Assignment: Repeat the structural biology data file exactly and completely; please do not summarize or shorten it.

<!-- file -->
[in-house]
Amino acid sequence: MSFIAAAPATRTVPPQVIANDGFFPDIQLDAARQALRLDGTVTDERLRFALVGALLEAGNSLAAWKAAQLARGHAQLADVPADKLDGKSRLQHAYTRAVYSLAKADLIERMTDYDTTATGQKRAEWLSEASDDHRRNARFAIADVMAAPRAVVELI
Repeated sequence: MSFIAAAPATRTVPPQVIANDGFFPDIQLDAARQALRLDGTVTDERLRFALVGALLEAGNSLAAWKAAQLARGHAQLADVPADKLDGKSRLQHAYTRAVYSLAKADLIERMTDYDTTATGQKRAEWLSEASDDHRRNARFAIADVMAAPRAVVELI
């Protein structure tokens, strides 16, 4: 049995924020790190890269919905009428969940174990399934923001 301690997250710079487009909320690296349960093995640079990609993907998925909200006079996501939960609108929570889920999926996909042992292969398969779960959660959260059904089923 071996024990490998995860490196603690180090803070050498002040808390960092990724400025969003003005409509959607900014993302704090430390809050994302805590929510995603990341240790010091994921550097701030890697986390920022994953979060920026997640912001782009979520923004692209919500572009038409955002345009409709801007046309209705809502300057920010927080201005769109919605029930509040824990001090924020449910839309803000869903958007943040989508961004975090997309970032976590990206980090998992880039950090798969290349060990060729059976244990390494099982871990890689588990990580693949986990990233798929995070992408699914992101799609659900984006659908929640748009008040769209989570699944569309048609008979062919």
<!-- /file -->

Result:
[in-house]
Amino acid sequence: MSFIAAAPATRTVPPQVIANDGFFPDIQLDAARQALRLDGTVTDERLRFALVGALLEAGNSLAAWKAAQLARGHAQLADVPADKLDGKSRLQHAYTRAVYSLAKADLIERMTDYDTTATGQKRAEWLSEASDDHRRNARFAIADVMAAPRAVVELI
Repeated sequence: MSFIAAAPATRTVPPQVIANDGFFPDIQLDAARQALRLDGTVTDERLRFALVGALLEAGNSLAAWKAAQLARGHAQLADVPADKLDGKSRLQHAYTRAVYSLAKADLIERMTDYDTTATGQKRAEWLSEASDDHRRNARFAIADVMAAPRAVVELI
């Protein structure tokens, strides 16, 4: 049995924020790190890269919905009428969940174990399934923001 301690997250710079487009909320690296349960093995640079990609993907998925909200006079996501939960609108929570889920999926996909042992292969398969779960959660959260059904089923 071996024990490998995860490196603690180090803070050498002040808390960092990724400025969003003005409509959607900014993302704090430390809050994302805590929510995603990341240790010091994921550097701030890697986390920022994953979060920026997640912001782009979520923004692209919500572009038409955002345009409709801007046309209705809502300057920010927080201005769109919605029930509040824990001090924020449910839309803000869903958007943040989508961004975090997309970032976590990206980090998992880039950090798969290349060990060729059976244990390494099982871990890689588990990580693949986990990233798929995070992408699914992101799609659900984006659908929640748009008040769209989570699944569309048609008979062919």